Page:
Study finds people with dementia and caregivers face stigma, barriers to care

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A study led by King’s College London has found that people with dementia and their caregivers are frequently met with misunderstanding and social stigma by local community health care services, which is creating a barrier for timely and adequate access to the support they need.

Researchers from the Cicely Saunders Institute of Palliative Care, Policy & Rehabilitation at King’s College London conducted a series of interviews with people with dementia and current and bereaved caregivers from across the UK. The paper, “Exploring access to community care and emergency department use among people with dementia: A qualitative interview study with people with dementia, and current and bereaved caregivers,” is published in the International Journal of Geriatric Psychiatry.

A participant with dementia said, “I won’t say it’s insulting, but it is not given the seriousness that I think that the disease should have. It’s only when you’re the older gentleman or older lady walking down the middle of the road in your pajamas not knowing where you’re living that ‘argh, argh bless, poor thing, they don’t know they have Alzheimer’s,” or ‘they don’t know they have some sort of dementia.'”

A bereaved caregiver said, “Mum had a right for her voice to be heard and it wasn’t and she was ignored, totally. And my concerns on exactly the same issue were dismissed. Yeah. I mean, very nicely, they weren’t rude when they said, but from their point of view, they had no choice.”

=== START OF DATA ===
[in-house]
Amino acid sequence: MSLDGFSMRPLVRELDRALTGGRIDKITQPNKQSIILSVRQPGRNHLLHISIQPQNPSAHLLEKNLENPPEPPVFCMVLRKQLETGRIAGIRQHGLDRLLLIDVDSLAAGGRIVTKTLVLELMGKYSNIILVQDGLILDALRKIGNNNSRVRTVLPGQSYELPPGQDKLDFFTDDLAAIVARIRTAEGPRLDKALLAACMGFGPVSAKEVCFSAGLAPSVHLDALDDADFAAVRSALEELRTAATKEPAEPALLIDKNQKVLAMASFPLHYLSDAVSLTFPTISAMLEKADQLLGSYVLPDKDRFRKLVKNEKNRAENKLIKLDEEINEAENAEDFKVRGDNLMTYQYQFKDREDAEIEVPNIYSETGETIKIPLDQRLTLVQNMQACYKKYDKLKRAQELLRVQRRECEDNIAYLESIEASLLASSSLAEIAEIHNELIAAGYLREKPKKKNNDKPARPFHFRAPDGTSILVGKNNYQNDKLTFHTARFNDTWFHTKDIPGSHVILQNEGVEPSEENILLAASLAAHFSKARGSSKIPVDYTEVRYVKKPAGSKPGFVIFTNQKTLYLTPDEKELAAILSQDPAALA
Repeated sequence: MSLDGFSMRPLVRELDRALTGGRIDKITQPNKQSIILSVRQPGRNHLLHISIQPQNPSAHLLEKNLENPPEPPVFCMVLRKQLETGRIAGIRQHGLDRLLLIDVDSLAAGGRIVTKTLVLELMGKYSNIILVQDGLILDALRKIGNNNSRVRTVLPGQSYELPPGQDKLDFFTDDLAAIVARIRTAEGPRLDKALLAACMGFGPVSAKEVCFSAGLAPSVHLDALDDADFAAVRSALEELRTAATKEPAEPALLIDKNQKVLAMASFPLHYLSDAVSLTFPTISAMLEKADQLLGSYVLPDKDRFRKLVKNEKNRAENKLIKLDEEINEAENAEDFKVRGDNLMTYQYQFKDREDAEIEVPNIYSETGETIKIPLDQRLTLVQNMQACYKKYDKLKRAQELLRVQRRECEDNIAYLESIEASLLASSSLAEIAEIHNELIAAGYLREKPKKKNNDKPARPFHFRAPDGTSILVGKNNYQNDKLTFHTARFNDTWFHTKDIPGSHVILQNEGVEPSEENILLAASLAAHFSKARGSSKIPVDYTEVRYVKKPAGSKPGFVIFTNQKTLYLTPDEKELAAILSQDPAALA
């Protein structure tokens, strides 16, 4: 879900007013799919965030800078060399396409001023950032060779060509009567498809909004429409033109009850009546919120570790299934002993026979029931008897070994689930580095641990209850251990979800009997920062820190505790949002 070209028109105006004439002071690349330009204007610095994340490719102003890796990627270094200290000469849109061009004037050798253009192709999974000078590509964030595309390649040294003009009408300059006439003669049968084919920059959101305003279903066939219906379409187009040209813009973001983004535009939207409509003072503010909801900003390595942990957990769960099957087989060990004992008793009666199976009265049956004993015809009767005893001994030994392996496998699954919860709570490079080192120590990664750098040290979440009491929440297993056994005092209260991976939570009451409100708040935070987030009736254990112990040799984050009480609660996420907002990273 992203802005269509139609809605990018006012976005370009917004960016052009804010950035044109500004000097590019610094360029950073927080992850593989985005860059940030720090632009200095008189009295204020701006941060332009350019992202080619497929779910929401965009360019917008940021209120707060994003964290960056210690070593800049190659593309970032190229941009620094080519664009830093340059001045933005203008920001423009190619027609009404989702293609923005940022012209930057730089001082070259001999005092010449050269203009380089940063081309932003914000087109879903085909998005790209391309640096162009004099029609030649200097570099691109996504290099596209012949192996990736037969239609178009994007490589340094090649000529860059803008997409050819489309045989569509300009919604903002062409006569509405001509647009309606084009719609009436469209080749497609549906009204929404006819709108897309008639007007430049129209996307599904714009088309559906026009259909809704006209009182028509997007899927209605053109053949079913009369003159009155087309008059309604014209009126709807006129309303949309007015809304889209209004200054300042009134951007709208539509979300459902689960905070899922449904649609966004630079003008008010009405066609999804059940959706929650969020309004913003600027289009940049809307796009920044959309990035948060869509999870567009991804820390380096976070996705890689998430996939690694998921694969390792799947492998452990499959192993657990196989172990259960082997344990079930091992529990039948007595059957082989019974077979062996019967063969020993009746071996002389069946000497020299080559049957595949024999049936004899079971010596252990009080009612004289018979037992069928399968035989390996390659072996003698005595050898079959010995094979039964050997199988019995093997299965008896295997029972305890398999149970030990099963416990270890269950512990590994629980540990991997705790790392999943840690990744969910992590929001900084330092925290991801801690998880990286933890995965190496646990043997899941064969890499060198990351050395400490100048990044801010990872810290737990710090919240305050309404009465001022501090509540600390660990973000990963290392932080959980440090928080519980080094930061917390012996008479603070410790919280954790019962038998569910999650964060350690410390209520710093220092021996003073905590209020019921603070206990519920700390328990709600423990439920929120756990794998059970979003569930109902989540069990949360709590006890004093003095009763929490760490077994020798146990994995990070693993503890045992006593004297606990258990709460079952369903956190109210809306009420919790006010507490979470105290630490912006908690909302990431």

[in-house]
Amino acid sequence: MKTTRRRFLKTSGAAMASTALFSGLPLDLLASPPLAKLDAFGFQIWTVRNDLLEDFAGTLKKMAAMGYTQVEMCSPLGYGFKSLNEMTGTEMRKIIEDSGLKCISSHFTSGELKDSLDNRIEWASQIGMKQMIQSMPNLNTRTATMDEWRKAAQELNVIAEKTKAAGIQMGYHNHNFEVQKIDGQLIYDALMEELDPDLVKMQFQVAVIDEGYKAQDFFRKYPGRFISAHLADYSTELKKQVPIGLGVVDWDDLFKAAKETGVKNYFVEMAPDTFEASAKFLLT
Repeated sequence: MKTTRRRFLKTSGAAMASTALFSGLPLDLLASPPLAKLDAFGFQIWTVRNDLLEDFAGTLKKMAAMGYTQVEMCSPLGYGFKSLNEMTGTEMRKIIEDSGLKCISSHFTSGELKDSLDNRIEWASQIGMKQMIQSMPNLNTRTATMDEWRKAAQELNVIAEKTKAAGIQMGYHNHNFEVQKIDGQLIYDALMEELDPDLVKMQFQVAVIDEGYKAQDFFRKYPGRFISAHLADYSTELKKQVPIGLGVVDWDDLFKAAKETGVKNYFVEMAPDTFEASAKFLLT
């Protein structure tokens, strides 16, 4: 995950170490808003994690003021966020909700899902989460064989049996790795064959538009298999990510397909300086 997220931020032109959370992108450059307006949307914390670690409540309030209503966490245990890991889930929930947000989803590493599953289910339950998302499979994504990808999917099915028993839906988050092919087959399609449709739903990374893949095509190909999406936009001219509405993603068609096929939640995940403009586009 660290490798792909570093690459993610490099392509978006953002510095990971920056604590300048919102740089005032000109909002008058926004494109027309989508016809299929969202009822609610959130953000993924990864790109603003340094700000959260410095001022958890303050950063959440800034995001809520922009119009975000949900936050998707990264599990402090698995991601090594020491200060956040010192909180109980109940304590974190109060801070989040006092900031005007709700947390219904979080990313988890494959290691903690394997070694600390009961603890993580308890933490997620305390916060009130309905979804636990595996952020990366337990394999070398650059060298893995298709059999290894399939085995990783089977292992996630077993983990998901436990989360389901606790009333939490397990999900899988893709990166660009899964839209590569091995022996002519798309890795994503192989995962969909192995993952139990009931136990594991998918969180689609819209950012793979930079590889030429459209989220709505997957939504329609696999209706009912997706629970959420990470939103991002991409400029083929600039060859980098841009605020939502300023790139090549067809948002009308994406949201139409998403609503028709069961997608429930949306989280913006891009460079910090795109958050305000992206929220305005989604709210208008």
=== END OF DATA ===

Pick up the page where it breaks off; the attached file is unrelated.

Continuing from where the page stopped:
Researchers found there is a clash between the changing needs of individuals affected by dementia and a health and social care system that does not respond to dementia as a life-limiting condition, with three themes emerging from the study:

  • Once diagnosed, people with dementia and their families had little guidance when accessing care services, and often had to push to have their needs met, while those with greater resources were better able to gain support than others.
  • Many people with dementia and caregivers found that dementia was not taken seriously and not seen as a life-limiting condition, due to social stigma that focuses on the neuropsychiatric symptoms of dementia.
  • Emergency department visits were seen as a last resort, as these environments were often confusing and anxiety-inducing for patients waiting for treatment. However, due to poor access to clinical expertise in the community, the emergency department frequently became the path of least resistance to accessing care.

Professor Katherine Sleeman, Laing Galazka Chair in Palliative Care at the Cicely Saunders Institute in King’s Faculty of Nursing, Midwifery & Palliative Care, added, “Like any life-limiting condition, dementia is worthy of dedicated care. Yet the quality of end-of-life care available and accessible to people with dementia varies across regions, ethnicities and levels of deprivation. As the leading cause of death in the UK today, we must ensure efforts focus on better supporting the near-million people living with dementia and the 700,000 family members caring for them.”

Previous research has shown that more than 75% of people with dementia had at least one unplanned hospital admission after their diagnosis, and that eight out of ten patients diagnosed with dementia had at least one hospital visit in the last year of their lives, with a quarter of all attendances in the last year of life happening in the final month before death.

More information:
Lesley E. Williamson et al, Exploring access to community care and emergency department use among people with dementia: A qualitative interview study with people with dementia, and current and bereaved caregivers, International Journal of Geriatric Psychiatry (2023). DOI: 10.1002/gps.5966

Study finds people with dementia and caregivers face stigma, barriers to care (2023, July 25)
retrieved 26 July 2023

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